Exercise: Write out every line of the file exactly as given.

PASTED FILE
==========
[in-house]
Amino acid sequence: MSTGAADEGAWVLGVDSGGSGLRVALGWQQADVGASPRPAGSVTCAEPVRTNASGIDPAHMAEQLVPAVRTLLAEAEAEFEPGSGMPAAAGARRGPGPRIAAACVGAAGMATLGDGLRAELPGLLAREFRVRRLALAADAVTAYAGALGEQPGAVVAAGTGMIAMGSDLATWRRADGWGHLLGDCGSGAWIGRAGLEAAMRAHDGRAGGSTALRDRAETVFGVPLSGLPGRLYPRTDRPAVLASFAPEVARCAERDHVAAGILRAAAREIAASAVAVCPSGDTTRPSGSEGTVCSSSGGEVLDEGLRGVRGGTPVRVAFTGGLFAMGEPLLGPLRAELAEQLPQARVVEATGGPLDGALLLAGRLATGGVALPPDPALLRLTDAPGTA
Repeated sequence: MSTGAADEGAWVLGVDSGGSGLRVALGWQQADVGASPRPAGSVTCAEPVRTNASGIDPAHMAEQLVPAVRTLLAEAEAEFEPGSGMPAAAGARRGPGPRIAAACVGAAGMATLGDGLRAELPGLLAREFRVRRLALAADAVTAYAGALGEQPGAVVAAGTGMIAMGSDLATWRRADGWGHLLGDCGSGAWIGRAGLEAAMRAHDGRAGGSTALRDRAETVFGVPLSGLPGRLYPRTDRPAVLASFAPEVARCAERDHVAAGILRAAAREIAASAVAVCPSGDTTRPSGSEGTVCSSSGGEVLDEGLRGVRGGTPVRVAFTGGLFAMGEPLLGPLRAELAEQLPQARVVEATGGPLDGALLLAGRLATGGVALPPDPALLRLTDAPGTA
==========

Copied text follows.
[in-house]
Amino acid sequence: MSTGAADEGAWVLGVDSGGSGLRVALGWQQADVGASPRPAGSVTCAEPVRTNASGIDPAHMAEQLVPAVRTLLAEAEAEFEPGSGMPAAAGARRGPGPRIAAACVGAAGMATLGDGLRAELPGLLAREFRVRRLALAADAVTAYAGALGEQPGAVVAAGTGMIAMGSDLATWRRADGWGHLLGDCGSGAWIGRAGLEAAMRAHDGRAGGSTALRDRAETVFGVPLSGLPGRLYPRTDRPAVLASFAPEVARCAERDHVAAGILRAAAREIAASAVAVCPSGDTTRPSGSEGTVCSSSGGEVLDEGLRGVRGGTPVRVAFTGGLFAMGEPLLGPLRAELAEQLPQARVVEATGGPLDGALLLAGRLATGGVALPPDPALLRLTDAPGTA
Repeated sequence: MSTGAADEGAWVLGVDSGGSGLRVALGWQQADVGASPRPAGSVTCAEPVRTNASGIDPAHMAEQLVPAVRTLLAEAEAEFEPGSGMPAAAGARRGPGPRIAAACVGAAGMATLGDGLRAELPGLLAREFRVRRLALAADAVTAYAGALGEQPGAVVAAGTGMIAMGSDLATWRRADGWGHLLGDCGSGAWIGRAGLEAAMRAHDGRAGGSTALRDRAETVFGVPLSGLPGRLYPRTDRPAVLASFAPEVARCAERDHVAAGILRAAAREIAASAVAVCPSGDTTRPSGSEGTVCSSSGGEVLDEGLRGVRGGTPVRVAFTGGLFAMGEPLLGPLRAELAEQLPQARVVEATGGPLDGALLLAGRLATGGVALPPDPALLRLTDAPGTA